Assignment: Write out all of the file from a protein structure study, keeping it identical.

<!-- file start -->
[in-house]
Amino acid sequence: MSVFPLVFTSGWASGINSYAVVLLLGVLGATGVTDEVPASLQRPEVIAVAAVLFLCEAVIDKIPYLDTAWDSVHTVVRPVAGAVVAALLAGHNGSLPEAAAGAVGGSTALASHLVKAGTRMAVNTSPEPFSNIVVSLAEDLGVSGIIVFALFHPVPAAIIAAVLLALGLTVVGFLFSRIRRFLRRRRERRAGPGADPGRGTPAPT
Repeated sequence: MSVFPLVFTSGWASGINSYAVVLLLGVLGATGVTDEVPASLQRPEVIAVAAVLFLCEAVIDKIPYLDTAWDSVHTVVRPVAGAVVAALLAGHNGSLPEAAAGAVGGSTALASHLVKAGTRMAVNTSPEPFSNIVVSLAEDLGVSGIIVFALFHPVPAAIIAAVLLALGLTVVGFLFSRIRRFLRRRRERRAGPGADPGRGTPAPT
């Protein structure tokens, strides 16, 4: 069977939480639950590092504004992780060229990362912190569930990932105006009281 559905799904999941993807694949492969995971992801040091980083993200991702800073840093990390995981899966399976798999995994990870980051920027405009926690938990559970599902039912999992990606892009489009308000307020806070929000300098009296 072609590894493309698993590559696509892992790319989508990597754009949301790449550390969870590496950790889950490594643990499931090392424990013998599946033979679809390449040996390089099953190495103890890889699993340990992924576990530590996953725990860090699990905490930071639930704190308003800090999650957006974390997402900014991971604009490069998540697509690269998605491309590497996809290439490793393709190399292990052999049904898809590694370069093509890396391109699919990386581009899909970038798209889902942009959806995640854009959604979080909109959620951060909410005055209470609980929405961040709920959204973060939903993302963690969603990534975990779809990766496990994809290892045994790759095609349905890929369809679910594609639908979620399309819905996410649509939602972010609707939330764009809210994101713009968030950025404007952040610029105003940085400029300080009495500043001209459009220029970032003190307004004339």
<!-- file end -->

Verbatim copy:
[in-house]
Amino acid sequence: MSVFPLVFTSGWASGINSYAVVLLLGVLGATGVTDEVPASLQRPEVIAVAAVLFLCEAVIDKIPYLDTAWDSVHTVVRPVAGAVVAALLAGHNGSLPEAAAGAVGGSTALASHLVKAGTRMAVNTSPEPFSNIVVSLAEDLGVSGIIVFALFHPVPAAIIAAVLLALGLTVVGFLFSRIRRFLRRRRERRAGPGADPGRGTPAPT
Repeated sequence: MSVFPLVFTSGWASGINSYAVVLLLGVLGATGVTDEVPASLQRPEVIAVAAVLFLCEAVIDKIPYLDTAWDSVHTVVRPVAGAVVAALLAGHNGSLPEAAAGAVGGSTALASHLVKAGTRMAVNTSPEPFSNIVVSLAEDLGVSGIIVFALFHPVPAAIIAAVLLALGLTVVGFLFSRIRRFLRRRRERRAGPGADPGRGTPAPT
């Protein structure tokens, strides 16, 4: 069977939480639950590092504004992780060229990362912190569930990932105006009281 559905799904999941993807694949492969995971992801040091980083993200991702800073840093990390995981899966399976798999995994990870980051920027405009926690938990559970599902039912999992990606892009489009308000307020806070929000300098009296 072609590894493309698993590559696509892992790319989508990597754009949301790449550390969870590496950790889950490594643990499931090392424990013998599946033979679809390449040996390089099953190495103890890889699993340990992924576990530590996953725990860090699990905490930071639930704190308003800090999650957006974390997402900014991971604009490069998540697509690269998605491309590497996809290439490793393709190399292990052999049904898809590694370069093509890396391109699919990386581009899909970038798209889902942009959806995640854009959604979080909109959620951060909410005055209470609980929405961040709920959204973060939903993302963690969603990534975990779809990766496990994809290892045994790759095609349905890929369809679910594609639908979620399309819905996410649509939602972010609707939330764009809210994101713009968030950025404007952040610029105003940085400029300080009495500043001209459009220029970032003190307004004339």